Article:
Insurers universally are working toward making claims processes more efficient and fraud-proof by leveraging IoT, big data and automation. InsurTech companies are looking at behavioral economics to tackle fraudulent claims, while aiming to use technology to bring in transparency and trust to the process.

Companies are achieving this by restructuring their profit models to separate operational capital from risk capital, thus doing away with any profit motive to withhold claims payouts.

Products like peer-to-peer insurance (where a group of peers reviews claims) and offers to return (or donate) unclaimed premiums are other ways in which customers are being incentivized to claim only what's right.

There is growing acceptance among insurers that the time and rate of claims clearance are perhaps the most important competitive metrics today. Companies are using high degree of automation to put the customer in control of the claims process, wherein data and supporting images or videos are submitted on digital interfaces. Claims reviews are automated and if all is in order, the amount is paid out promptly. While experts are watching closely to see whether the bet on behavioral economics to reduce fraud pays off, the march toward faster and more transparent claims processes continues.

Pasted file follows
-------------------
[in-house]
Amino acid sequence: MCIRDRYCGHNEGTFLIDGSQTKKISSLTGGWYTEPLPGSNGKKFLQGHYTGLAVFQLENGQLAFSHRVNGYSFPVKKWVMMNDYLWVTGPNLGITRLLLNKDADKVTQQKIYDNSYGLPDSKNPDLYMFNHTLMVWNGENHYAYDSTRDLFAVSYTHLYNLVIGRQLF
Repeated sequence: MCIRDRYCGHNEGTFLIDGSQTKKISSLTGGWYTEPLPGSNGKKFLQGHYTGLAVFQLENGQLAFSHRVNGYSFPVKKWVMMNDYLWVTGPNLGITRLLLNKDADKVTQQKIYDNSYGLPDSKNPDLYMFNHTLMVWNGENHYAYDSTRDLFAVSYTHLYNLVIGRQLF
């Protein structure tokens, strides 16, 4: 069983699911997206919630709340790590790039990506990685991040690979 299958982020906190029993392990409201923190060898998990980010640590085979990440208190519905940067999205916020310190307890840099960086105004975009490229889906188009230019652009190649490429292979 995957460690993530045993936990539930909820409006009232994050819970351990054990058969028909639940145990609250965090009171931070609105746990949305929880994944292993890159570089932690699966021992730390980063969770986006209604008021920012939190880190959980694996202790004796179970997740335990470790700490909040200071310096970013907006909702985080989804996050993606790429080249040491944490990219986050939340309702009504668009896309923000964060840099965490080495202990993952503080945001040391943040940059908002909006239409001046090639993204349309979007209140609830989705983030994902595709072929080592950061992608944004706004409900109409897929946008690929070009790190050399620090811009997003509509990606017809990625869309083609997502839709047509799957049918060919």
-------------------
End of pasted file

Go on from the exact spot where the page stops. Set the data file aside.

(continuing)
GetSafe and Lemonade both promise to make donations to causes selected by customers from unclaimed premiums and have almost completely automated the claims processes. One U.K.-based InsurTech company offers insurers cloud-based claims management software to drive digitization and self-service in claims.7

Technologies at Play:

Machine-learning and intelligent analytics algorithms continue to be critical for detecting fraudulent patterns in claims. APIs connecting insurers with IoT and partner networks enable almost real-time fact-checking and prompt triaging of claims. Chatbots offer a personalized interface to guide customers through the digital process of claims backed by intelligent automation.

Blockchain is being explored for automated execution of claims via smart contracts.

While a lot of the concepts and models proposed by InsurTech still need to be tested for scale and feasibility with the more complex, longer term insurance products, the shift toward customer-centric strategies is no longer just a trend.

Gartner predicts that at least 25 percent of current InsurTech companies will be acquired by insurers or go out of business by the end of 2019.8 For traditional insurance companies, the time looks ripe to firm up their incubation, collaboration or acquisition strategies to gain a foothold in the digital insurance stream.